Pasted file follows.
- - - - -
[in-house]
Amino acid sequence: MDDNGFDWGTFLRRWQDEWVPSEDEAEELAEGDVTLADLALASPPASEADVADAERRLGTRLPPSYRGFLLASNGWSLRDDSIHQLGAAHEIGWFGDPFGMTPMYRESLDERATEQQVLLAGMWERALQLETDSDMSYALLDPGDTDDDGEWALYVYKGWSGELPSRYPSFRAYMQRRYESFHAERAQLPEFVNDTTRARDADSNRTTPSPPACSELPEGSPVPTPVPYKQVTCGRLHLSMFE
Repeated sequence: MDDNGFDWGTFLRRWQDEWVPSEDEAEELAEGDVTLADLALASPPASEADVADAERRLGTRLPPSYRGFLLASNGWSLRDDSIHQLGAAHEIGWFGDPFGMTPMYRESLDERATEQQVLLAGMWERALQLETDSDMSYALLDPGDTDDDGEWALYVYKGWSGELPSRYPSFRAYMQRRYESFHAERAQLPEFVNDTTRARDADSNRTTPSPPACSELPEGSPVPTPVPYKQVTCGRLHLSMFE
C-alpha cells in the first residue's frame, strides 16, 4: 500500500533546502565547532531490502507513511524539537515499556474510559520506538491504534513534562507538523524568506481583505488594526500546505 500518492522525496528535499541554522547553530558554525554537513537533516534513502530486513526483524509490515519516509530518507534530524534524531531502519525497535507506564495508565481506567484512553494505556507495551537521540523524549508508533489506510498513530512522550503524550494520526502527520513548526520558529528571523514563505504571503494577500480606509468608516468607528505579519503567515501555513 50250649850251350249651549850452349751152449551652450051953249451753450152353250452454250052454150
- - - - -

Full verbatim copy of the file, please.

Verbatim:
[in-house]
Amino acid sequence: MDDNGFDWGTFLRRWQDEWVPSEDEAEELAEGDVTLADLALASPPASEADVADAERRLGTRLPPSYRGFLLASNGWSLRDDSIHQLGAAHEIGWFGDPFGMTPMYRESLDERATEQQVLLAGMWERALQLETDSDMSYALLDPGDTDDDGEWALYVYKGWSGELPSRYPSFRAYMQRRYESFHAERAQLPEFVNDTTRARDADSNRTTPSPPACSELPEGSPVPTPVPYKQVTCGRLHLSMFE
Repeated sequence: MDDNGFDWGTFLRRWQDEWVPSEDEAEELAEGDVTLADLALASPPASEADVADAERRLGTRLPPSYRGFLLASNGWSLRDDSIHQLGAAHEIGWFGDPFGMTPMYRESLDERATEQQVLLAGMWERALQLETDSDMSYALLDPGDTDDDGEWALYVYKGWSGELPSRYPSFRAYMQRRYESFHAERAQLPEFVNDTTRARDADSNRTTPSPPACSELPEGSPVPTPVPYKQVTCGRLHLSMFE
C-alpha cells in the first residue's frame, strides 16, 4: 500500500533546502565547532531490502507513511524539537515499556474510559520506538491504534513534562507538523524568506481583505488594526500546505 500518492522525496528535499541554522547553530558554525554537513537533516534513502530486513526483524509490515519516509530518507534530524534524531531502519525497535507506564495508565481506567484512553494505556507495551537521540523524549508508533489506510498513530512522550503524550494520526502527520513548526520558529528571523514563505504571503494577500480606509468608516468607528505579519503567515501555513 50250649850251350249651549850452349751152449551652450051953249451753450152353250452454250052454150